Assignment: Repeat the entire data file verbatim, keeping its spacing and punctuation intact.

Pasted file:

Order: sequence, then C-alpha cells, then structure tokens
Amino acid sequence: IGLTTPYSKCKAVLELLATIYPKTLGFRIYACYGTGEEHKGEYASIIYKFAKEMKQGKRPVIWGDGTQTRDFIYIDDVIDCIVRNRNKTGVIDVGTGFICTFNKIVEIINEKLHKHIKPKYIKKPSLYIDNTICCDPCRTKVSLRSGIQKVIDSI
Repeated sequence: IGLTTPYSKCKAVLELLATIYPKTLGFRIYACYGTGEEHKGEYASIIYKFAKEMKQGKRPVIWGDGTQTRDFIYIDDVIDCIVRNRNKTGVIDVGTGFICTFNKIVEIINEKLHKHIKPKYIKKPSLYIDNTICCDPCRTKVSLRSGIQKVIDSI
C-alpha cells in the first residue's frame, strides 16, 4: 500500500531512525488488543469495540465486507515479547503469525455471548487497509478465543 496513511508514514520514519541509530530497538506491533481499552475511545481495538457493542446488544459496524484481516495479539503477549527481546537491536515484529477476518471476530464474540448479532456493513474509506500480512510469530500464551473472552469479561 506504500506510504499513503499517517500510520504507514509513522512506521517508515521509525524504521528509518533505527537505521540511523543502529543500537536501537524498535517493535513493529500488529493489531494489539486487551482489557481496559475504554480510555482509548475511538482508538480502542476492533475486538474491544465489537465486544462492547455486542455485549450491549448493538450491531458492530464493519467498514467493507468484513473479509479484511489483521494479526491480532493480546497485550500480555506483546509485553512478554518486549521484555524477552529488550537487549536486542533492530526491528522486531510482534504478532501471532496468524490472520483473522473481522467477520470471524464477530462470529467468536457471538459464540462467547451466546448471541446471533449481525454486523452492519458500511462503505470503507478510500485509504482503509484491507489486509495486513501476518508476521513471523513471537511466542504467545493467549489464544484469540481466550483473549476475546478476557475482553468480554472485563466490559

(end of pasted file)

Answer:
Order: sequence, then C-alpha cells, then structure tokens
Amino acid sequence: IGLTTPYSKCKAVLELLATIYPKTLGFRIYACYGTGEEHKGEYASIIYKFAKEMKQGKRPVIWGDGTQTRDFIYIDDVIDCIVRNRNKTGVIDVGTGFICTFNKIVEIINEKLHKHIKPKYIKKPSLYIDNTICCDPCRTKVSLRSGIQKVIDSI
Repeated sequence: IGLTTPYSKCKAVLELLATIYPKTLGFRIYACYGTGEEHKGEYASIIYKFAKEMKQGKRPVIWGDGTQTRDFIYIDDVIDCIVRNRNKTGVIDVGTGFICTFNKIVEIINEKLHKHIKPKYIKKPSLYIDNTICCDPCRTKVSLRSGIQKVIDSI
C-alpha cells in the first residue's frame, strides 16, 4: 500500500531512525488488543469495540465486507515479547503469525455471548487497509478465543 496513511508514514520514519541509530530497538506491533481499552475511545481495538457493542446488544459496524484481516495479539503477549527481546537491536515484529477476518471476530464474540448479532456493513474509506500480512510469530500464551473472552469479561 506504500506510504499513503499517517500510520504507514509513522512506521517508515521509525524504521528509518533505527537505521540511523543502529543500537536501537524498535517493535513493529500488529493489531494489539486487551482489557481496559475504554480510555482509548475511538482508538480502542476492533475486538474491544465489537465486544462492547455486542455485549450491549448493538450491531458492530464493519467498514467493507468484513473479509479484511489483521494479526491480532493480546497485550500480555506483546509485553512478554518486549521484555524477552529488550537487549536486542533492530526491528522486531510482534504478532501471532496468524490472520483473522473481522467477520470471524464477530462470529467468536457471538459464540462467547451466546448471541446471533449481525454486523452492519458500511462503505470503507478510500485509504482503509484491507489486509495486513501476518508476521513471523513471537511466542504467545493467549489464544484469540481466550483473549476475546478476557475482553468480554472485563466490559